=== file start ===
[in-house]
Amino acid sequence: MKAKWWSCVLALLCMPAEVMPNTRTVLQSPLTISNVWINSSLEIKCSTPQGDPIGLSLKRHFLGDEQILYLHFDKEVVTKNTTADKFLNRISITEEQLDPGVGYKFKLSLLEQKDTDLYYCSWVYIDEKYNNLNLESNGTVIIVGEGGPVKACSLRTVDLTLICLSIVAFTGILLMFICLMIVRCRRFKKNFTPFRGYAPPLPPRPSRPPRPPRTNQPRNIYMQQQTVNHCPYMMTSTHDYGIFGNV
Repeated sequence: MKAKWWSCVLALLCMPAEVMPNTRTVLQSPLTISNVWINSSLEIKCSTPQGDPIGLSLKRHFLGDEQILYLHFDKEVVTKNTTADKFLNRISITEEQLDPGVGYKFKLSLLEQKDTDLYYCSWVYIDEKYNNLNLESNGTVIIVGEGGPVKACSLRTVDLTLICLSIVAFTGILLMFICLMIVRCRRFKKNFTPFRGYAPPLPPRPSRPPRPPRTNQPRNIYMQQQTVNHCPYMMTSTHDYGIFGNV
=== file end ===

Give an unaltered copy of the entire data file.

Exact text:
[in-house]
Amino acid sequence: MKAKWWSCVLALLCMPAEVMPNTRTVLQSPLTISNVWINSSLEIKCSTPQGDPIGLSLKRHFLGDEQILYLHFDKEVVTKNTTADKFLNRISITEEQLDPGVGYKFKLSLLEQKDTDLYYCSWVYIDEKYNNLNLESNGTVIIVGEGGPVKACSLRTVDLTLICLSIVAFTGILLMFICLMIVRCRRFKKNFTPFRGYAPPLPPRPSRPPRPPRTNQPRNIYMQQQTVNHCPYMMTSTHDYGIFGNV
Repeated sequence: MKAKWWSCVLALLCMPAEVMPNTRTVLQSPLTISNVWINSSLEIKCSTPQGDPIGLSLKRHFLGDEQILYLHFDKEVVTKNTTADKFLNRISITEEQLDPGVGYKFKLSLLEQKDTDLYYCSWVYIDEKYNNLNLESNGTVIIVGEGGPVKACSLRTVDLTLICLSIVAFTGILLMFICLMIVRCRRFKKNFTPFRGYAPPLPPRPSRPPRPPRTNQPRNIYMQQQTVNHCPYMMTSTHDYGIFGNV